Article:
Solving Astrophysical Problems by Hand

by Adam Hadhazy

Abigail Vieregg, director of the Kavli Institute for Cosmological Physics, shares her passion for building experiments and bringing people together to solve scientific mysteries

Antarctic ice provides a backdrop to search for high-energy neutrinos, as instruments scan for signs of their interactions with atoms in the ice. Photo by Christian Miki, University of Hawaii at Manoa. Used with permission.

The Author

Adam Hadhazy

Many scientists recall that moment, usually in childhood, that set them on a direct path to their eventual field of study—that first time they looked through a telescope, for instance, or their first time visiting a natural history museum.

Abigail Vieregg's scientific origin story is not quite so linear. When thinking back on her roots as a researcher, she instead recalls tinkering in a garage as a child with her grandmother, who kept a big workbench full of hand tools.

Abigail Vieregg

"I remember just building stuff with her," says Vieregg. "We built a sailboat together, but I'm sure it could've only gone downwind and not upwind. I mean, I was probably eight!"

What Vieregg did take away from these sessions, though, was an interest in working with her hands and solving problems. She attributes this skillset and can-do attitude with helping get her to where she is today: a professor of physics and of astronomy and astrophysics and, as of August 2022, director of the Kavli Institute for Cosmological Physics (KICP) at the University of Chicago.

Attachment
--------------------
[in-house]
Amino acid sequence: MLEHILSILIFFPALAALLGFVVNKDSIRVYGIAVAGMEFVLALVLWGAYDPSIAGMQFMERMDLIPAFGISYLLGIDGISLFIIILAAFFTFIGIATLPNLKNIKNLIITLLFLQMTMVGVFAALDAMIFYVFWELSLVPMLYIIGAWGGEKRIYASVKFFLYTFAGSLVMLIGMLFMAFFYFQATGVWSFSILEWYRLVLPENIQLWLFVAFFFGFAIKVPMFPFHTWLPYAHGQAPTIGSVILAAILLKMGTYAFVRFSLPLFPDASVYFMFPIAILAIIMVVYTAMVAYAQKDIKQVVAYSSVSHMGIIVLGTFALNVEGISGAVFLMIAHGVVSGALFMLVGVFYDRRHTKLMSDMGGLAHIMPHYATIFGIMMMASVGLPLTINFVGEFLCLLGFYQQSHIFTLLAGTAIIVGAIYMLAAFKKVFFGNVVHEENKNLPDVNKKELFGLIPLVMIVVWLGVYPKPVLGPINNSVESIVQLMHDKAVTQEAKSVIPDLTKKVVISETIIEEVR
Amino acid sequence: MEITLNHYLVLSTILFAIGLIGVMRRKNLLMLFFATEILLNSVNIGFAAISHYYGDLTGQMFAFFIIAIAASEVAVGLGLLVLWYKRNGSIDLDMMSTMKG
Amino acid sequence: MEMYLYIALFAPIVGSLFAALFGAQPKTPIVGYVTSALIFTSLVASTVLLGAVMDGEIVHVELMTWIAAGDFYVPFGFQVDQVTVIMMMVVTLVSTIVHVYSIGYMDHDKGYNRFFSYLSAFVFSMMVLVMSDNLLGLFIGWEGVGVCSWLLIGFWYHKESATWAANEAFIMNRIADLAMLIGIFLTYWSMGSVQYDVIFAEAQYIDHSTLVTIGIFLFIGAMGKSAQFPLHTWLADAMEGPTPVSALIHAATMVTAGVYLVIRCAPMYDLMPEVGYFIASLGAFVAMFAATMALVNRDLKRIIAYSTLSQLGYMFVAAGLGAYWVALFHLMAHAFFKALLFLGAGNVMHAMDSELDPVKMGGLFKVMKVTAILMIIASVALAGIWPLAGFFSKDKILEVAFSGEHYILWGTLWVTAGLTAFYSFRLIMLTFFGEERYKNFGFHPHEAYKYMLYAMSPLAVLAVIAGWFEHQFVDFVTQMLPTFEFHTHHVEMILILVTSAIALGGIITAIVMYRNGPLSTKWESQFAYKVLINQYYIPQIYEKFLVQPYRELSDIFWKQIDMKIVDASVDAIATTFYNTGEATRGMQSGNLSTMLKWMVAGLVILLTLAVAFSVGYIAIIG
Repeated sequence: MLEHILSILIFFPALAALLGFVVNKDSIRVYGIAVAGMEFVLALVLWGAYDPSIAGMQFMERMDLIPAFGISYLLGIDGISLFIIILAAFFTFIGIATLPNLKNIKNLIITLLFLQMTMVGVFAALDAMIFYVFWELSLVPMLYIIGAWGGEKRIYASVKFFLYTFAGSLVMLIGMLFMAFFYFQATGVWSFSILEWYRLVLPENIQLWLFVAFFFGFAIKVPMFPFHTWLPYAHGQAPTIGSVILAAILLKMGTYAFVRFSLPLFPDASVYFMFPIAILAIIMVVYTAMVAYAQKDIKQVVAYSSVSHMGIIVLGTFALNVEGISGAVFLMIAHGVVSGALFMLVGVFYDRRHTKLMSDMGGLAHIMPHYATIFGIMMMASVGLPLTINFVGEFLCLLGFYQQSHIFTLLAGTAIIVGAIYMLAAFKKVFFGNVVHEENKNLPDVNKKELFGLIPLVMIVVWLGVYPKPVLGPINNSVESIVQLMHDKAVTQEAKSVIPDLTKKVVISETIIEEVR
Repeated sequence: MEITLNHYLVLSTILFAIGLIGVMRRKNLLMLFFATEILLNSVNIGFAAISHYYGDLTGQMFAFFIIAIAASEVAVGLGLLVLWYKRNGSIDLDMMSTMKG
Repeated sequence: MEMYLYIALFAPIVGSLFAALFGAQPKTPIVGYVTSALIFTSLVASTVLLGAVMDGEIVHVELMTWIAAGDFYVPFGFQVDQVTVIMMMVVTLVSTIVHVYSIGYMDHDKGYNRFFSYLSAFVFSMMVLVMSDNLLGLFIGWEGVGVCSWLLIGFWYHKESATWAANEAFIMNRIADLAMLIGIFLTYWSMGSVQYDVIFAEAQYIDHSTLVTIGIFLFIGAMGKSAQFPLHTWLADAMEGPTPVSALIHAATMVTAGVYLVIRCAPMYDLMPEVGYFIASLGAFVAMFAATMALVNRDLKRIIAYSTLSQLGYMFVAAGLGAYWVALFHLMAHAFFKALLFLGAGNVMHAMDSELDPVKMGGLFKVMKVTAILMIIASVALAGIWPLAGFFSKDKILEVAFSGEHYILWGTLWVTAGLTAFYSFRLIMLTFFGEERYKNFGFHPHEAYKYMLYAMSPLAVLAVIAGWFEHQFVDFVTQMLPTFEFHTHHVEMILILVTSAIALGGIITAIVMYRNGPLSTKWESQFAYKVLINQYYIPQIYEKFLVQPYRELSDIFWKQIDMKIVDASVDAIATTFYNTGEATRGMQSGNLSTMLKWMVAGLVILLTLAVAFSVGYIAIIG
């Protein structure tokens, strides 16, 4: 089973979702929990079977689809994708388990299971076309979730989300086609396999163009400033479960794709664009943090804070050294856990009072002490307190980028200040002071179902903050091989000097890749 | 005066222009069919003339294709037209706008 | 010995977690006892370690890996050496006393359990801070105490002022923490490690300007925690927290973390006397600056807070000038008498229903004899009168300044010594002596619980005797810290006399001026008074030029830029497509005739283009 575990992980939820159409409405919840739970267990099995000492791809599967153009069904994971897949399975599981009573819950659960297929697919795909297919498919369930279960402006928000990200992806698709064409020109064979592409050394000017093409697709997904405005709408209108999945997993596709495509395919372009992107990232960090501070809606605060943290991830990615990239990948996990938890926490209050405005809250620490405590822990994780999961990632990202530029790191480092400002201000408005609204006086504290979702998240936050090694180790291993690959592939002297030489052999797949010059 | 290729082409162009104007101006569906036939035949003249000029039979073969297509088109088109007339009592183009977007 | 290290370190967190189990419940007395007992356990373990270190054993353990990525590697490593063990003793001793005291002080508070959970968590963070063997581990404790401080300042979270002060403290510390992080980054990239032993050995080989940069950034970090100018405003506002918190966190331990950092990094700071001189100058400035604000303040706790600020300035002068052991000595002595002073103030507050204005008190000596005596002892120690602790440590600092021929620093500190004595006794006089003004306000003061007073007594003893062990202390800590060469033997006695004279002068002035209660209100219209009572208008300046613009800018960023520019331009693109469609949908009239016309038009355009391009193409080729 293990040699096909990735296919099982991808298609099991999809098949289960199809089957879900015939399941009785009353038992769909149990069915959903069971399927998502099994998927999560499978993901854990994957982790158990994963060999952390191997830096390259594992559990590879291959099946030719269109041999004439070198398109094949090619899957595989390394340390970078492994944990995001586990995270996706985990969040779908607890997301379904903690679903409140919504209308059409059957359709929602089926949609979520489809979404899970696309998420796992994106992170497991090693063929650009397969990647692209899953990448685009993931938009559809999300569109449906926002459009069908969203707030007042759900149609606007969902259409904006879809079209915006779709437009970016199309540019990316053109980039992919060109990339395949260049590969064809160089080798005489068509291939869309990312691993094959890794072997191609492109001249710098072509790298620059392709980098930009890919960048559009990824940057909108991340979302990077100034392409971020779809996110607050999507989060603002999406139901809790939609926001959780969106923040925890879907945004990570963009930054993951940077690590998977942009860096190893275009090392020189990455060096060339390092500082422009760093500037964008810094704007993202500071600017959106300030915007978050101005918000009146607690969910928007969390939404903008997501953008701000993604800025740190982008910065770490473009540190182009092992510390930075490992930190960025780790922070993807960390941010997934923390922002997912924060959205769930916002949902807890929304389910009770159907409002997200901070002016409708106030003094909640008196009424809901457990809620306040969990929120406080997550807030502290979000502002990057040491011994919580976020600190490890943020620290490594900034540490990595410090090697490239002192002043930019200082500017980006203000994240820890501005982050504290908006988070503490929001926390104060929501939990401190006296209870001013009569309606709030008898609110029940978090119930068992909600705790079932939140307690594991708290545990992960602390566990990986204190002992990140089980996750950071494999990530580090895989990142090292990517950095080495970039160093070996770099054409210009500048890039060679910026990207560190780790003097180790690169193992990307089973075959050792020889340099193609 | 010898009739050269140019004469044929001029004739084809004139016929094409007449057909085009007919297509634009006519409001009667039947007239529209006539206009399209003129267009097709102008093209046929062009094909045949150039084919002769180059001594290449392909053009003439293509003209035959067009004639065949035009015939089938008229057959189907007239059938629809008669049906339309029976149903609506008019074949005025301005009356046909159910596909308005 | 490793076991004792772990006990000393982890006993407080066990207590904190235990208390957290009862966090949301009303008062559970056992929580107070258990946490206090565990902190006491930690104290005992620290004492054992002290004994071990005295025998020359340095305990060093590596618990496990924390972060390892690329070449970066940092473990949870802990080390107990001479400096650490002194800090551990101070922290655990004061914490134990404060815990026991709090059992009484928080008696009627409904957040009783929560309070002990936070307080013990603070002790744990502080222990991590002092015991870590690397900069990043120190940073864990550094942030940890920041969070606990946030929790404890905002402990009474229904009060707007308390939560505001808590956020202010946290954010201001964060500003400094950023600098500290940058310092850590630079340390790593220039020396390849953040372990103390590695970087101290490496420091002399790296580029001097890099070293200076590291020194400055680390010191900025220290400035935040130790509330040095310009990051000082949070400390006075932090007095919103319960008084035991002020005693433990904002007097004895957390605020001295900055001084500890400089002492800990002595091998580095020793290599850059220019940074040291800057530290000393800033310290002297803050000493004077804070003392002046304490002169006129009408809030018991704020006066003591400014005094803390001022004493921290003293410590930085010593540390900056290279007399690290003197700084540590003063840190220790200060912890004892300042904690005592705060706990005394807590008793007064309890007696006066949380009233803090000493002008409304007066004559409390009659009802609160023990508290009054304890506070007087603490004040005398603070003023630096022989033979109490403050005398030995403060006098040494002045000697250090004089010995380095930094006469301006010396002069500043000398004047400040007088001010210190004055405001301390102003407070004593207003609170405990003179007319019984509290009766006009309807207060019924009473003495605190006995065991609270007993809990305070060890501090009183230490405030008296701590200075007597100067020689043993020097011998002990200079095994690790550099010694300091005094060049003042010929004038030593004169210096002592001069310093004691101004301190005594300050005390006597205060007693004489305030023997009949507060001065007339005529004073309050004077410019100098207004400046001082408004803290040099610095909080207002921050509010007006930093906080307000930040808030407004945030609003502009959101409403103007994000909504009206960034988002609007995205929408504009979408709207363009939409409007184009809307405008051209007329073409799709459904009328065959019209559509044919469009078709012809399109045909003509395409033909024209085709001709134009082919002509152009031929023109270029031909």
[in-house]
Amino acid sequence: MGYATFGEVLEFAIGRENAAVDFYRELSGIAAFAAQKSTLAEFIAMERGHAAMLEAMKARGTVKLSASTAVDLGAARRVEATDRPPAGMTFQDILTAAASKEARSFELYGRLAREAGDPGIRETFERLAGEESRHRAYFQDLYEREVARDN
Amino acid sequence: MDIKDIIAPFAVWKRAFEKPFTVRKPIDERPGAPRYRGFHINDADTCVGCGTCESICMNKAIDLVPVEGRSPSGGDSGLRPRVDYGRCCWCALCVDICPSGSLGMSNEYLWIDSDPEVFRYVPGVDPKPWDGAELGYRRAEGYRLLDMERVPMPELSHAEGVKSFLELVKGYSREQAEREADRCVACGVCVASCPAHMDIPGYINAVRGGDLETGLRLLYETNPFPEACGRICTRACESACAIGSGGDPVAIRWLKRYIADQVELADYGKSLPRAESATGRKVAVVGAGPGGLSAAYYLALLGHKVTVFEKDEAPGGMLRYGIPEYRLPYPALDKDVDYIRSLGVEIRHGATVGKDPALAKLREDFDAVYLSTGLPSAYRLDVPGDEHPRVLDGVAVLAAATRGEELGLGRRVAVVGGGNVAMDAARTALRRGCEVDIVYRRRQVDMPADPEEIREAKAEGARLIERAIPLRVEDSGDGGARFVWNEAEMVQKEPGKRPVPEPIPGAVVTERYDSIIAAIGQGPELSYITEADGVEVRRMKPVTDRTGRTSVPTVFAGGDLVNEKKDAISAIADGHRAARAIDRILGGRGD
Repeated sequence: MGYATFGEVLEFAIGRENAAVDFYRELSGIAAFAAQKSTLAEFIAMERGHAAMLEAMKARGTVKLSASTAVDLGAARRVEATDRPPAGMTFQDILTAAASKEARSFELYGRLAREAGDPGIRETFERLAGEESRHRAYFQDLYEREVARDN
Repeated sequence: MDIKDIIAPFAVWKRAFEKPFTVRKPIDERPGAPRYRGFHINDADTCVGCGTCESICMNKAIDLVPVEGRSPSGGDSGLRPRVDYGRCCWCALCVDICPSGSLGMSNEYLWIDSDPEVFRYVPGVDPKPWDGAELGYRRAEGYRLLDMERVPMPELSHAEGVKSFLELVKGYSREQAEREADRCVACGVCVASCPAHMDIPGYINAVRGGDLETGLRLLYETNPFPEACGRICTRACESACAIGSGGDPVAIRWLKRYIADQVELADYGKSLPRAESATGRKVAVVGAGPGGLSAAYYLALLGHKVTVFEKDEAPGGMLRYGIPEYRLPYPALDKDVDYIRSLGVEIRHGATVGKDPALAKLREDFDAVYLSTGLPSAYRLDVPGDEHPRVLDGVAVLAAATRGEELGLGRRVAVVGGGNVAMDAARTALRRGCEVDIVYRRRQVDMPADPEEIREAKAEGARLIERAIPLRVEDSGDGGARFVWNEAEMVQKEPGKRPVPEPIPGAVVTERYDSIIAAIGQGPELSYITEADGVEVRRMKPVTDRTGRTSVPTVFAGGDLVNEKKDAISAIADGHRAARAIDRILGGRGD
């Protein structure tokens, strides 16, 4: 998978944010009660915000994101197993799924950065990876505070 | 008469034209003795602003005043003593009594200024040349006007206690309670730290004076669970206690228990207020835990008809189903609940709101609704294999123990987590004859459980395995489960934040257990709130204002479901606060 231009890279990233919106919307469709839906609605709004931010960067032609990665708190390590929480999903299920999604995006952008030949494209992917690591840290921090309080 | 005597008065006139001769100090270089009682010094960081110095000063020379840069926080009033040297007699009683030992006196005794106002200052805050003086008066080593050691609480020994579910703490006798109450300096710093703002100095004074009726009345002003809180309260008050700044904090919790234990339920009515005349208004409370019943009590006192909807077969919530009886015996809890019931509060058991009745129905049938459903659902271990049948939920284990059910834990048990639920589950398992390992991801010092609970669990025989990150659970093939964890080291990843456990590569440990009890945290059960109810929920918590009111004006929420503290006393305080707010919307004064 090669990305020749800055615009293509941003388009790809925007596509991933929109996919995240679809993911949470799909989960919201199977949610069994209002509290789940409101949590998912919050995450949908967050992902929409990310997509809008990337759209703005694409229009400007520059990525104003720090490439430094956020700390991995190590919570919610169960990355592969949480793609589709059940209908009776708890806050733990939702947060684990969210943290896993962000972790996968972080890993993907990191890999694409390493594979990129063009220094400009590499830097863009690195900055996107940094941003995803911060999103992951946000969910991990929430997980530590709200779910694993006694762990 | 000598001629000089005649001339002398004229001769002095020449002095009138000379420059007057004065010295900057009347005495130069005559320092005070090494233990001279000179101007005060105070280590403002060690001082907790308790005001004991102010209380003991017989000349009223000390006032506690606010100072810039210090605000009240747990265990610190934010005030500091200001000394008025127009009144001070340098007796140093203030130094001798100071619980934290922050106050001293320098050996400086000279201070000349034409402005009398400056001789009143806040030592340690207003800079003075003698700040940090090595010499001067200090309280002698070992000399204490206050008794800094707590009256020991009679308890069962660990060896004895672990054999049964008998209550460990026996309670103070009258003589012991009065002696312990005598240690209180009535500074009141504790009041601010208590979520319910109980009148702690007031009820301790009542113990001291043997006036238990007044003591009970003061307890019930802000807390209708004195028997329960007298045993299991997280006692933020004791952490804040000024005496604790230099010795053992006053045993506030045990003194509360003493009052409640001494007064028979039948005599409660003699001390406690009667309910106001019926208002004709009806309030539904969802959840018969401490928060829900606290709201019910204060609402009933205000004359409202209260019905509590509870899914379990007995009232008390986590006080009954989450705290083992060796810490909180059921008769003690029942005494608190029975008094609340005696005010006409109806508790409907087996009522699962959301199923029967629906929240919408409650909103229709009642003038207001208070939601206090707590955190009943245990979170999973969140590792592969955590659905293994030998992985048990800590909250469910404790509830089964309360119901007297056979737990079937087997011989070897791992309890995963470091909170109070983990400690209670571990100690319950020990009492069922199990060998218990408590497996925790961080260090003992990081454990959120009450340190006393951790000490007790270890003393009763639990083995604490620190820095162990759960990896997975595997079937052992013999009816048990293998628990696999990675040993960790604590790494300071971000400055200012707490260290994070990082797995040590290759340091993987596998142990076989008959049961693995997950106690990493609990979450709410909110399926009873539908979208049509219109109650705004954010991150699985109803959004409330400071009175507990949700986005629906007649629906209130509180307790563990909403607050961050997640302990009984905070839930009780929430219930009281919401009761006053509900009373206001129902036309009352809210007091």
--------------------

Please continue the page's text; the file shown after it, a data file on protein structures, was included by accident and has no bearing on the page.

Vieregg first joined the faculty at UChicago in 2014 and now looks forward to serving a three-year term as director. "One of the reasons I came to Chicago was the KICP," says Vieregg. "The Institute is really attractive for somebody like me whose research and interests lie right at the intersection of physics and astronomy. I'm honored to serve in this director role, and with all my institute colleges, we're going to keep trying to answer some of the most interesting and biggest questions about the universe."

As an initial goal for her tenure, Vieregg is working on revitalizing KICP as the threat of the COVID-19 pandemic wanes.

"When people ask me 'what's the biggest thing you've learned as director? What's been surprising to you?', my answer is, as it turns out, institutes are all about people," Vieregg says. "My goal for the first few years is to get us back out of the pandemic and sharing in those rich interactions that only come from being in person together as members and visitors of the KICP."